Unfaithfulness and predation are, of course, what ultimately did Ailes in, as Carlson’s lawsuit opened the floodgates to myriad tales about his quid pro quo custom of trading sex for workplace favors. Those accusations became so undeniable that they eventually severed his relationship with boss Rupert Murdoch and led to his ouster, which was soon followed by that of Fox News star Bill O’Reilly, whom Bloom also finds time to rake over the coals. While the film’s mix of archival footage and recent interviews—with various on-air personalities and childhood friends—is of a stock variety, Divide & Conquer gets at a deeper sense of Ailes as a predatory egomaniac who was at his best (by which I mean, worst) when he had enemies to combat, and could use his network to pick those fights—or, as was the case in 2016, to elect a commander-in-chief equally eager to split the country apart.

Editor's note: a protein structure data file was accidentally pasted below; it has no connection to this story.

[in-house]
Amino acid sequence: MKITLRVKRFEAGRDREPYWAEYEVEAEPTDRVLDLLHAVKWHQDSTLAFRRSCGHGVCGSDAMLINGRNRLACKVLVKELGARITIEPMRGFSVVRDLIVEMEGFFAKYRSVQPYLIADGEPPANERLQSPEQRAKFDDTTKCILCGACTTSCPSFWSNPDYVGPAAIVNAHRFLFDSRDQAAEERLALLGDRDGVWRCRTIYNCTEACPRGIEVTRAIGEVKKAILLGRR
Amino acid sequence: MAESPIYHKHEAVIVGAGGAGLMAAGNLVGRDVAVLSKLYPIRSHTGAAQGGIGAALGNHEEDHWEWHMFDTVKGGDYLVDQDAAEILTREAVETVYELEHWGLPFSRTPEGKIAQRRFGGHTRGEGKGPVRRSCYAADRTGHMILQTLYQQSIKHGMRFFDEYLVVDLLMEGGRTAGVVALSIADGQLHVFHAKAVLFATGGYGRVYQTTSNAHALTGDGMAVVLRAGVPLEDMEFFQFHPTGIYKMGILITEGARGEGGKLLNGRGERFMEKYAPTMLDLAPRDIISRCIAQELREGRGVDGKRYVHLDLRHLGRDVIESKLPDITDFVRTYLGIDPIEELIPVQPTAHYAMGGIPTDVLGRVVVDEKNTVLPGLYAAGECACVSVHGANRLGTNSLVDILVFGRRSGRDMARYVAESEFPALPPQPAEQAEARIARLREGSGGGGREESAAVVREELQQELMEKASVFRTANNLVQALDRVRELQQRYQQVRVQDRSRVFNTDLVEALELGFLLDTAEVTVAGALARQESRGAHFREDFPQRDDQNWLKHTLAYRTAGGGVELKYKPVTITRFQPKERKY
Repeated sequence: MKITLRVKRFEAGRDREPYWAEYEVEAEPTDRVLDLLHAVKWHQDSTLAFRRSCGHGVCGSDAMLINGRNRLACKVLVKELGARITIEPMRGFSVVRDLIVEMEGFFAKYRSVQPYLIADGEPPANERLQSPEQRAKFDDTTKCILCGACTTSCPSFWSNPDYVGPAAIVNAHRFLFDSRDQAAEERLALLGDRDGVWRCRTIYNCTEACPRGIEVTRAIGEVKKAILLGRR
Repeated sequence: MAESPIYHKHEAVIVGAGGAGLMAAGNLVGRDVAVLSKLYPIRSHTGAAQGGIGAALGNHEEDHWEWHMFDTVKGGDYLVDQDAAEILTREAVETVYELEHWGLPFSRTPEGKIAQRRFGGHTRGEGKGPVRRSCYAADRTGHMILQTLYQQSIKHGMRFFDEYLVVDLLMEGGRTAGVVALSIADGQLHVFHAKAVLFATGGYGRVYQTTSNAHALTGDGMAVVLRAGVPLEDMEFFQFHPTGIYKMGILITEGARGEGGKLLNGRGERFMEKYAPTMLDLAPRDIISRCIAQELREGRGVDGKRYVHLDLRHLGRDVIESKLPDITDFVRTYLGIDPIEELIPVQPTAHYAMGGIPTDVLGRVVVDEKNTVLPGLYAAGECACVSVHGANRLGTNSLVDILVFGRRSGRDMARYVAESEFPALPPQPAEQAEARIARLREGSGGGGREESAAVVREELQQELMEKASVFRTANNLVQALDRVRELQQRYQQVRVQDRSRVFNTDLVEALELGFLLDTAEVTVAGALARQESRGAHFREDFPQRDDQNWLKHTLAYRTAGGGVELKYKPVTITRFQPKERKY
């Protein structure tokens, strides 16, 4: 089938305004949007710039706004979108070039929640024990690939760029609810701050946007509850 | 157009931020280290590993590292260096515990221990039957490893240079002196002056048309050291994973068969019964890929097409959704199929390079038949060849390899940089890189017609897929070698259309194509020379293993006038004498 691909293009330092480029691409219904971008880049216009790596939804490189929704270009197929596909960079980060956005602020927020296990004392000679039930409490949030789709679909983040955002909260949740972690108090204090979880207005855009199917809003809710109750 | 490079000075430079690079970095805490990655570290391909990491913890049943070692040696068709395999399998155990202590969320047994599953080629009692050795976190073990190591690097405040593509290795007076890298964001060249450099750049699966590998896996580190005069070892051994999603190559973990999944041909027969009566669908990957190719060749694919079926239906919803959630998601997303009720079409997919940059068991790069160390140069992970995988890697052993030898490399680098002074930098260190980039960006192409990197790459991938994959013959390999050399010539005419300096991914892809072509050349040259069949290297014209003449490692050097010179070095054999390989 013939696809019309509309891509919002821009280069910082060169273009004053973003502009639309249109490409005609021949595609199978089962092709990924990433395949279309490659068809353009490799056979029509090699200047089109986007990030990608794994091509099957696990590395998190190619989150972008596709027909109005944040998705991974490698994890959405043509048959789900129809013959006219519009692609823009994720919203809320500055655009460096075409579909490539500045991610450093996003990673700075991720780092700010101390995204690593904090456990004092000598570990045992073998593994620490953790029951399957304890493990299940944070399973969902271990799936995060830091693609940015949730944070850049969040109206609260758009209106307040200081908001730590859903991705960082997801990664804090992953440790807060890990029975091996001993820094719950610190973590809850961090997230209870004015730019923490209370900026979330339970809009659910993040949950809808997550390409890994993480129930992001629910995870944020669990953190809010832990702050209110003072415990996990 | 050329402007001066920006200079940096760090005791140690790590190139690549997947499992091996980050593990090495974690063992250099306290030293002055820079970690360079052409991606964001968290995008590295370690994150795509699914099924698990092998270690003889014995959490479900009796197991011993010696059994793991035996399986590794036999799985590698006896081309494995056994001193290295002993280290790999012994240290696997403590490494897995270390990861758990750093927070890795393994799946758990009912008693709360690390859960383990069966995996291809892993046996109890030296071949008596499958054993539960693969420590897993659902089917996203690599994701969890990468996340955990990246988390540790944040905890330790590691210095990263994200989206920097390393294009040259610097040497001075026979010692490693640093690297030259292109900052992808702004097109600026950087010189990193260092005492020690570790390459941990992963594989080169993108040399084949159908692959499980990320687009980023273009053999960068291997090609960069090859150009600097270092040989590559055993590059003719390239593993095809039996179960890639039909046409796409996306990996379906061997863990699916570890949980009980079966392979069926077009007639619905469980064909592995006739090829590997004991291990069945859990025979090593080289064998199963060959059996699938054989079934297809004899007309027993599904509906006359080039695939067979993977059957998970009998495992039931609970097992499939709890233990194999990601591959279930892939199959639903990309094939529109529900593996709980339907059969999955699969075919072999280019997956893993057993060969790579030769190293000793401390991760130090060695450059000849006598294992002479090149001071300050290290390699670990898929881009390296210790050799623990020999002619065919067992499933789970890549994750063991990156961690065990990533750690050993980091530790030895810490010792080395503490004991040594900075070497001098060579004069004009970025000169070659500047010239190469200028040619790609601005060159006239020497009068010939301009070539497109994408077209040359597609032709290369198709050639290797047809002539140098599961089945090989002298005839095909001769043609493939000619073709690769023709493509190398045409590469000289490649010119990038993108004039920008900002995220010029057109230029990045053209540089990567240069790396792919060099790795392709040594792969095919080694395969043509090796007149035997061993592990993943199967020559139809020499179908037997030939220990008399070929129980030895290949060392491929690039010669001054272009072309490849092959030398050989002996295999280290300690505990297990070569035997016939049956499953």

As Divide & Conquer astutely illustrates, Ailes drove a wedge between the American left and right, even as he fueled the rise of both. On the one hand, his Fox News lives on as a mouthpiece for red-state MAGA extremism; yet on the other, his ruin at the hands of the many women he horribly mistreated has helped beget #MeToo and #TimesUp, which seek to overthrow the very backwards-looking ideology at the core of his cable-news brainchild. An evil genius who fashioned our fractured contemporary reality, as well as ushered in the forces seeking to dismantle some of its worst elements, he was, for better and worse, what he always wanted to be: a genuine history-maker.